The Roman Catholic Diocese of Brooklyn has come under fire in The New York Times for terminating the employment of a music teacher who entered into a same-sex “marriage.”
According to the Times, the Diocese let go of Mr. Matthew LaBanca last month after he held a same-sex ceremony with his male partner over the summer. Mr. LaBanca taught music at a Catholic school in the Diocese and also worked as a music director at a Catholic parish. The Diocese acknowledged that Mr. LaBanca was let go due to his same-sex “wedding.”
The Times notes that New York State and New York City bar employers from engaging in discrimination on the basis of sexual orientation or gender identity. (Last year, in Bostock v. Clayton County, the Supreme Court of the United States incorrectly ruled that discrimination on the basis of sexual orientation or gender identity was illegal under Title VII’s ban on sex discrimination.) The Times adds that there is an exception to this ban that allows religious institutions more leeway in regard to employees whose duties have a religious (or “ministerial”) component (see Our Lady of Guadalupe School v. Morrissey-Berru). However, the Times casts a disapproving eye upon this ministerial exception and accuses the Catholic Church of using it to “target L.G.B.T. people while other employees whose lives do not align with church teachings go unpunished.”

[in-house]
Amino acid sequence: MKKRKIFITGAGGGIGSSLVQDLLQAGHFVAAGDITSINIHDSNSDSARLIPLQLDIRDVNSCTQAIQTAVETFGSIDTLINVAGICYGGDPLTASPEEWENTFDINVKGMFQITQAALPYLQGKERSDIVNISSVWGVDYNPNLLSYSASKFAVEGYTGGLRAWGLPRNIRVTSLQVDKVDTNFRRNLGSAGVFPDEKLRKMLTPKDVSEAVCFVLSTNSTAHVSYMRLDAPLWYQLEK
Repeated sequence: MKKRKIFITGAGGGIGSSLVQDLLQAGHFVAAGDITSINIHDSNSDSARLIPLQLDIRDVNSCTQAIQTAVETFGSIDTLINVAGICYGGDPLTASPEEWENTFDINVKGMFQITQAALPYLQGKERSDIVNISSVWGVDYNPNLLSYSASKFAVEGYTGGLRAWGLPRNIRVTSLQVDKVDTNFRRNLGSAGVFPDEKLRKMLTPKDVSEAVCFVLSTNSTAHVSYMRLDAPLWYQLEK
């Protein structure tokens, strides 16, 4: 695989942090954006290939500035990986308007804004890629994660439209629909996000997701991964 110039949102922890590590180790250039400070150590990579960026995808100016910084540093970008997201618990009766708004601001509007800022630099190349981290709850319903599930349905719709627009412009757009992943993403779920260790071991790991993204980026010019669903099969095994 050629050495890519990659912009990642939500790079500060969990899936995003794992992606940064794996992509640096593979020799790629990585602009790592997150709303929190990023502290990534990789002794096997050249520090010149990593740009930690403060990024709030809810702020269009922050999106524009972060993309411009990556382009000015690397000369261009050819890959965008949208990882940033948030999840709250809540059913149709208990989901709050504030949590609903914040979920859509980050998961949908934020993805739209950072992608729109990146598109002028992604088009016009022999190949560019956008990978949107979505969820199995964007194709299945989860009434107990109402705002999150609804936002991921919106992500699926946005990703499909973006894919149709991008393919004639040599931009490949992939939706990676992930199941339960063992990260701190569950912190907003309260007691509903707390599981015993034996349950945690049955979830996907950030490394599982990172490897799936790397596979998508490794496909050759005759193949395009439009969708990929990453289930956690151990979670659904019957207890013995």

Mr. LaBanca, who is Catholic, has made his situation public because he believes that the Diocese’s position is unfair and hypocritical. He accuses the Diocese of overlooking other deviations from church teaching amongst its employees, and he adds that he made no secret of his sexuality during his employment with the Diocese. Furthermore, Mr. LaBanca contends that he never signed a contract acknowledging his ministerial status.
This story offers several takeaways for Christians, churches, and Christian organizations. First, action by the Supreme Court to expand and clarify the ministerial exception would be welcome. Under the First Amendment, churches have every right to discipline employees who are unwilling to abide by church teaching. Second, it is wise for churches and Christian organizations to protect themselves from situations like this one by having their employees sign contracts in which they acknowledge that their duties involve ministry at some level, even if they are not clergy. Third, churches—for reasons both moral and practical—should be consistent in their approach to employee transgressions, and should not turn a blind eye to them until they become public.
Most importantly, however, Christians must enter the public square and push back against the notion that there is something unfair about a church firing an employee who blatantly and publicly violates church teaching. If an employee does not wish to abide by the teachings of a church or a church-affiliated employer, that person is free not to work for that employer. In this instance, Mr. LaBanca’s problem is self-created.